Oh, hai! I read books, then I write down what I think of them.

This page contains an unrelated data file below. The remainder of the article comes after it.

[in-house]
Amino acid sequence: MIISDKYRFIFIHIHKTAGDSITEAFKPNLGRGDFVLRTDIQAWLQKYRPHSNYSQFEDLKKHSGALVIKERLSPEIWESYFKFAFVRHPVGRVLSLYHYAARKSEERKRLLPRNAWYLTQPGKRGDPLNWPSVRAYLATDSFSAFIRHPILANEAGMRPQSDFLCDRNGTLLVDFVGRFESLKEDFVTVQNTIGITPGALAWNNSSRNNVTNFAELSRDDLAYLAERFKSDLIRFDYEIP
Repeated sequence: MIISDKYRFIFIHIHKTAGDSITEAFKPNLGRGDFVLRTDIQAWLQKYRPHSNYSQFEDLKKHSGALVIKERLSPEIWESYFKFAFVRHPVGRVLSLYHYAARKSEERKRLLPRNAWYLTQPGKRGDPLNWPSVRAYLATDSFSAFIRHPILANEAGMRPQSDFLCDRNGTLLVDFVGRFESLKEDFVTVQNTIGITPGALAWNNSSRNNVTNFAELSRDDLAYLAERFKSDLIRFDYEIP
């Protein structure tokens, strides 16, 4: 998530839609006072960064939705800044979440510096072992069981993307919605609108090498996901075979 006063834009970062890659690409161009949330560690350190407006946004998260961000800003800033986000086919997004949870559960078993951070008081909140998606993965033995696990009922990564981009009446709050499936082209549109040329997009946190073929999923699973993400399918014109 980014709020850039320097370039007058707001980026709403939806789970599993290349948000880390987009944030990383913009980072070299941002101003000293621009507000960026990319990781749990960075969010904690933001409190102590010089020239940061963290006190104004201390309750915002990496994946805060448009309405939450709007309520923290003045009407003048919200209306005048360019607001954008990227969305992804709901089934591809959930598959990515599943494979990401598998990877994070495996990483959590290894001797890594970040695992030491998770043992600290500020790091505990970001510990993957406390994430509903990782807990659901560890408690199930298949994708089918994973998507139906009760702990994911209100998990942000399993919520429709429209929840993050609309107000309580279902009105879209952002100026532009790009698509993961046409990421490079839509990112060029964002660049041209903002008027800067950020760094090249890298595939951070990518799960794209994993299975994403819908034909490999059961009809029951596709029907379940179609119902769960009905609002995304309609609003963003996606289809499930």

There are many reasons why I pick a book up and this one was brought home because of the praise from Heather O'Neill, whose Lullabies for Little Criminals I read last year, on the front. The fact Ms O'Neill praises it will give you a better idea of what you're in for with this book than the blurb does: "Rory Dawn Hendrix is in a Girl Scout troop of one. She lives in a trailer park called the Calles de las Flores near Reno. And she's determined to leave, childless, before her sixteenth birthday. Easier said than done." Given the events in the book, that blurb is rather distasteful in addition to being wildly inaccurate. This is a book which covers Rory Dawn's life from age 5 through to 16. It is that rare thing: a female book about female lives and the problems and conflicts men - through no fault of their own - do not have to think about, worry about, or even give daily thought to. It is one of the books to hold up when detractors claim women authors are equal these days (look at the Granta list! Why are you still complaining?!). You'll know we've reached literary equality when you can hold a book like this up and somebody in the room has read it. So, yes. I liked it very much and I especially liked the style - short chapters, almost vignettes.